Innovative Research to Inform Interventions

Building the world's largest land-based nursery to test resilience and embark on large-scale propagation.

Aerial drone of 3RC

Taking data to new heights

Large-scale coastline monitoring from the sky enables targeted diagnoses.

GAO Plane over the Kona Coast

Navigating Reef Conservation

Charting the Depths with Our Maritime Fleet

ʻĀkoʻakoʻa diver

Advanced technologies and expertise in coral reef monitoring at ʻĀkoʻakoʻa

With 120 miles of reef, the west coast of Hawaiʻi Island is the largest contiguous coral reef in the Hawaiian Archipelago, and requires advanced technologies and the world’s leading scientists to monitor the health of our marine ecosystems. ʻĀkoʻakoʻa’s scientific tools include the world’s most advanced land, air, and sea mapping and environmental monitoring assets, high-definition coastal and land-reef connectivity models, extensive water quality testing, and a massive facility for large-scale, broadcast propagation of corals.

close up coral polyps
Land-Based Operations

Research and propagation facilities of ʻĀkoʻakoʻa

A key asset of ʻĀkoʻakoʻa is its state-of-the-art coral research and propagation facility, at the Ridge to Reef Restoration Center (3RC) in Kailua-Kona, located at the midpoint of West Hawaiʻi’s coral reef. The coral facility houses 72 state-of-the-art highly instrumented raceways to drive large-scale research into West Hawaiʻi coral thermal and pollution tolerance, reproduction, and resilience. If you are interested in renting out some of the raceways in our nursery for your research or restoration, contact us.

Coral Raceways at 3RC
3RC building at host park
3RC ʻĀkoʻakoʻa facilities
Coral Raceways at 3RC ʻĀkoʻakoʻa facilities
3RC ʻĀkoʻakoʻa facilities
Coral Raceways
3RC ʻĀkoʻakoʻa facilities
3RC ʻĀkoʻakoʻa facilities
Global Airborne Observatory

Advanced aerial mapping for environmental conservation

The Global Airborne Observatory (GAO) is an airborne laboratory that houses advanced Earth mapping technology. The GAO’s mission is to make scientific discoveries, support conservation, and galvanize action to protect the environment at large geographic scales. Now in its third generation, the GAO is a complete airborne laboratory based in a highly modified Dornier 228-202 aircraft, and it carries what is widely regarded as the most advanced mapping technology operating in the civil sector today.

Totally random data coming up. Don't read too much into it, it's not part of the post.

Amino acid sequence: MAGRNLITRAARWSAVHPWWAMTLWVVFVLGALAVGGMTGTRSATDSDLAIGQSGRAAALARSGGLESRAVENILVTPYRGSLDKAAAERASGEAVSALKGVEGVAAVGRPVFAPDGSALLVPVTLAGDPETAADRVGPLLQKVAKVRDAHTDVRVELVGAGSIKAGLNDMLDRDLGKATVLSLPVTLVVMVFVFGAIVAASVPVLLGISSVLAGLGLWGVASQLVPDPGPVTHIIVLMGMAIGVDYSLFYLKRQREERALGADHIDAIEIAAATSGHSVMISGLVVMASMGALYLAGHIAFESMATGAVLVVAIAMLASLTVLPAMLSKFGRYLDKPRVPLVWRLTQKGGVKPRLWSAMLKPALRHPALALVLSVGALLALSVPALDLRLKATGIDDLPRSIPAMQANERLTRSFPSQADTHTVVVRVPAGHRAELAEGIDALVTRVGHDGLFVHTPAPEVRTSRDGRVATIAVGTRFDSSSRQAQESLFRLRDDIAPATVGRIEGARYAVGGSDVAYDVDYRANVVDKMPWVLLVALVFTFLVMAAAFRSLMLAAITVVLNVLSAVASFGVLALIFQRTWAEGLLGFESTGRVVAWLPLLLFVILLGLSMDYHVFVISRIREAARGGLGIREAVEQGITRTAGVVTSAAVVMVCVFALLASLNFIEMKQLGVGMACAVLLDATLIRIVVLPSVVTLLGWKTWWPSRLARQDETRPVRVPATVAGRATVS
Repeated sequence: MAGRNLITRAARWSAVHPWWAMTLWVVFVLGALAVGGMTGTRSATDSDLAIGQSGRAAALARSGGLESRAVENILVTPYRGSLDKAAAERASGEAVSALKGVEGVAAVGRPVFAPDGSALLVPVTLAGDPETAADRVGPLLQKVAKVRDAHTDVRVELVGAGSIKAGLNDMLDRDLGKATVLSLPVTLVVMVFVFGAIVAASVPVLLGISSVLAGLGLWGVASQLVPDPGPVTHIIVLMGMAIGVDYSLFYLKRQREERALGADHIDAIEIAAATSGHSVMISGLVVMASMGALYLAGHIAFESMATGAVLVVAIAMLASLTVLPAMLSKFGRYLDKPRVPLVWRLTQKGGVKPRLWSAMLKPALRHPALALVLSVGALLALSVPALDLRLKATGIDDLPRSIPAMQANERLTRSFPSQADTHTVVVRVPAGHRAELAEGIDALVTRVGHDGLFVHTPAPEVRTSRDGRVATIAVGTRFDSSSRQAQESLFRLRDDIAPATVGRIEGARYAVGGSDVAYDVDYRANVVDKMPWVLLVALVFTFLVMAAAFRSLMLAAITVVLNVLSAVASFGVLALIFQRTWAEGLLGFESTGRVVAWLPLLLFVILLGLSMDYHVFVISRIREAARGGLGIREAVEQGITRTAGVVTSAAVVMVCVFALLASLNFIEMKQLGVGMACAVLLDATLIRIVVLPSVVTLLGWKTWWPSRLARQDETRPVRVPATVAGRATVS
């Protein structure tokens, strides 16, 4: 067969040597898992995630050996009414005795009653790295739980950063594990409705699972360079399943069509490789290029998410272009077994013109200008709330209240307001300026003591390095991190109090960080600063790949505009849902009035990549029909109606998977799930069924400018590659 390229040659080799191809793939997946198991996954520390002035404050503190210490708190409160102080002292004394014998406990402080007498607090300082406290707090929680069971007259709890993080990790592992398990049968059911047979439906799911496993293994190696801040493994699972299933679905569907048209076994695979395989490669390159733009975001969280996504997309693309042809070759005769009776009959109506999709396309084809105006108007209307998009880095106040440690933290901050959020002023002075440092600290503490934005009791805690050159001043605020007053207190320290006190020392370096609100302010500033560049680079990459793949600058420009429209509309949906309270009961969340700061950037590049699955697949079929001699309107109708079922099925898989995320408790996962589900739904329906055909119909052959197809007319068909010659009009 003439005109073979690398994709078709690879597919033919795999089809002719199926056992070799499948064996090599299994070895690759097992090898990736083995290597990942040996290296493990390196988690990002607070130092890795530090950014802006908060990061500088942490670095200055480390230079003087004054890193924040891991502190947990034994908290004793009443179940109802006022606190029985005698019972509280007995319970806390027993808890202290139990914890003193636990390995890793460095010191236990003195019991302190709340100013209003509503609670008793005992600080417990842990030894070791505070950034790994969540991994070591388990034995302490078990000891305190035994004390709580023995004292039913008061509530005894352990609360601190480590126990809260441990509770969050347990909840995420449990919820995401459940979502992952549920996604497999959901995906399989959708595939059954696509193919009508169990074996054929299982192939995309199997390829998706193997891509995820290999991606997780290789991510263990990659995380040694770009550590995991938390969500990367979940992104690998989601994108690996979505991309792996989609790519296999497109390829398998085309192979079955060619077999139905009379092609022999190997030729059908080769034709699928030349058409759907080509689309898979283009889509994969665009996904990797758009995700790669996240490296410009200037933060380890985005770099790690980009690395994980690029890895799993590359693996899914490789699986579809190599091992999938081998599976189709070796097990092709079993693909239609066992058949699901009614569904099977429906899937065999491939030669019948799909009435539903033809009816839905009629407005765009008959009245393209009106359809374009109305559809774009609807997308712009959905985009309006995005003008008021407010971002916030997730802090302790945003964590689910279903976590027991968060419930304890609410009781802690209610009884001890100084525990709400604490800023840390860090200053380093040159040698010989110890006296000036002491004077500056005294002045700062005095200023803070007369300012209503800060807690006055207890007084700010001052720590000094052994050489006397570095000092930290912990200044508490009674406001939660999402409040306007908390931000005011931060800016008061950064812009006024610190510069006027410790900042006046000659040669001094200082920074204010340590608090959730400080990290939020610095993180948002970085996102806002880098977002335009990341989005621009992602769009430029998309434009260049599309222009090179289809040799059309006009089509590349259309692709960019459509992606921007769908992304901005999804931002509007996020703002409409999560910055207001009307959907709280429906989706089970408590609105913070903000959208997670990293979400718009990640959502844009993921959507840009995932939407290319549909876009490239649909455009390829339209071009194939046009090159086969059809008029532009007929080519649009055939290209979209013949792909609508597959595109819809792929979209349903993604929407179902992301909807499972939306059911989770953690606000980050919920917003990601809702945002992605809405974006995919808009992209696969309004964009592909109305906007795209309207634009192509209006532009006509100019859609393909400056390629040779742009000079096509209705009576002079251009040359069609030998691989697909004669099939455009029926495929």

The GAO captures images of the dynamic Hawaiʻi coastline, and our team of leading technologists transforms the imagery into advanced diagnostic maps of ecosystem condition.

GAO map of Kahaluʻu Bay
Maritime Operations

Fleet for coral reef monitoring and rapid response

Our fleet of maritime assets interoperate with our land facilities to provide both rapid response and long-term coral reef monitoring capability. From our largest vessel, the Kai Surveyor, capable of carrying a large team of divers and gear, to our smallest and most nimble vessels, we are equipped to deploy scientific dive teams, students and community members for every need.

ʻĀkoʻakoʻa marine ops facilities
ʻĀkoʻakoʻa science vessel entering harbor
ʻĀkoʻakoʻa boat with mapping tech
ʻĀkoʻakoʻa vessel off the kona coast
ʻĀkoʻakoʻa science vessel
ʻĀkoʻakoʻa marine ops facilities
ʻĀkoʻakoʻa marine ops
ʻĀkoʻakoʻa marine operations

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Reef depths off the coast of Miloliʻi